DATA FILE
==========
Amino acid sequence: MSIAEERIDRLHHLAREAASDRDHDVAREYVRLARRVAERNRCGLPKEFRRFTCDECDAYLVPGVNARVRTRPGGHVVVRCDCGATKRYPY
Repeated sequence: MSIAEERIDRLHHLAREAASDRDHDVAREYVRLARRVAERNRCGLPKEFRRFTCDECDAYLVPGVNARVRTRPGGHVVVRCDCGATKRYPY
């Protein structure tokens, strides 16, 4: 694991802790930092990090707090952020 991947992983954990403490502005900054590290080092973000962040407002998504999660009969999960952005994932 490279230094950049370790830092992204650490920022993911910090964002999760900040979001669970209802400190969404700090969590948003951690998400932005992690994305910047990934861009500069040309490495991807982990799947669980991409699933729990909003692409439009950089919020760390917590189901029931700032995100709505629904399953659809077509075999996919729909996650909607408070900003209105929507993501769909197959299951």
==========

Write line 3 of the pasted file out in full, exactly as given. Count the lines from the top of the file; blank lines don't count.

């Protein structure tokens, strides 16, 4: 694991802790930092990090707090952020 991947992983954990403490502005900054590290080092973000962040407002998504999660009969999960952005994932 490279230094950049370790830092992204650490920022993911910090964002999760900040979001669970209802400190969404700090969590948003951690998400932005992690994305910047990934861009500069040309490495991807982990799947669980991409699933729990909003692409439009950089919020760390917590189901029931700032995100709505629904399953659809077509075999996919729909996650909607408070900003209105929507993501769909197959299951």